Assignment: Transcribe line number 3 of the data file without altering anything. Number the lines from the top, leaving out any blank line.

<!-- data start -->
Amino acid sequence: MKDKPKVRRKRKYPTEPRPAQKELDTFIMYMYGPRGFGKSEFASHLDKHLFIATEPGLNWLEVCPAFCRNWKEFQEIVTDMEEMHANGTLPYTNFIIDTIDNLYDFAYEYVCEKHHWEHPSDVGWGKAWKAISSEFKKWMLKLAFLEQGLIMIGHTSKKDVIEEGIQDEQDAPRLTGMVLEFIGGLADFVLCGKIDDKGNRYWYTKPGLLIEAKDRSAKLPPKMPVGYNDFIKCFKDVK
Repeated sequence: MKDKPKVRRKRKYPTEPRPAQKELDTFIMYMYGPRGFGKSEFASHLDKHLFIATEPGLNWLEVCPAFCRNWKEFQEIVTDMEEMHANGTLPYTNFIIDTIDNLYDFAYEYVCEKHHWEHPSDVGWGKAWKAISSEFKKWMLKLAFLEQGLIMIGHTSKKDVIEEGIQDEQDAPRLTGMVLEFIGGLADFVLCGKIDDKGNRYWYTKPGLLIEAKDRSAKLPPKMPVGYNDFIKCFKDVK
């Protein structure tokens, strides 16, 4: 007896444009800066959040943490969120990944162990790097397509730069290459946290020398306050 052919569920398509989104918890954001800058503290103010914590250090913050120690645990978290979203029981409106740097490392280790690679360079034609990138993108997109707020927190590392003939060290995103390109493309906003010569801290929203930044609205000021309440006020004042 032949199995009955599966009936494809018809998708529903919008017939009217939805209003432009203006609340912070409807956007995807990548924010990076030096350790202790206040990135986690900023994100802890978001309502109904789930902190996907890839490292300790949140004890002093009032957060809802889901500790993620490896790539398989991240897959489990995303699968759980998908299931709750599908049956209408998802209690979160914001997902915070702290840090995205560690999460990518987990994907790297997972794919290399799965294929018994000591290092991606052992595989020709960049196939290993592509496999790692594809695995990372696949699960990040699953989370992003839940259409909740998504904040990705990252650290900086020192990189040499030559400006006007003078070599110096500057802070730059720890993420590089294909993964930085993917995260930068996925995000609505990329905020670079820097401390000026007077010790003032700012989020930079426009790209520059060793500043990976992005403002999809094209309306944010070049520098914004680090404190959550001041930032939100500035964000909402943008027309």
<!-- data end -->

């Protein structure tokens, strides 16, 4: 007896444009800066959040943490969120990944162990790097397509730069290459946290020398306050 052919569920398509989104918890954001800058503290103010914590250090913050120690645990978290979203029981409106740097490392280790690679360079034609990138993108997109707020927190590392003939060290995103390109493309906003010569801290929203930044609205000021309440006020004042 032949199995009955599966009936494809018809998708529903919008017939009217939805209003432009203006609340912070409807956007995807990548924010990076030096350790202790206040990135986690900023994100802890978001309502109904789930902190996907890839490292300790949140004890002093009032957060809802889901500790993620490896790539398989991240897959489990995303699968759980998908299931709750599908049956209408998802209690979160914001997902915070702290840090995205560690999460990518987990994907790297997972794919290399799965294929018994000591290092991606052992595989020709960049196939290993592509496999790692594809695995990372696949699960990040699953989370992003839940259409909740998504904040990705990252650290900086020192990189040499030559400006006007003078070599110096500057802070730059720890993420590089294909993964930085993917995260930068996925995000609505990329905020670079820097401390000026007077010790003032700012989020930079426009790209520059060793500043990976992005403002999809094209309306944010070049520098914004680090404190959550001041930032939100500035964000909402943008027309």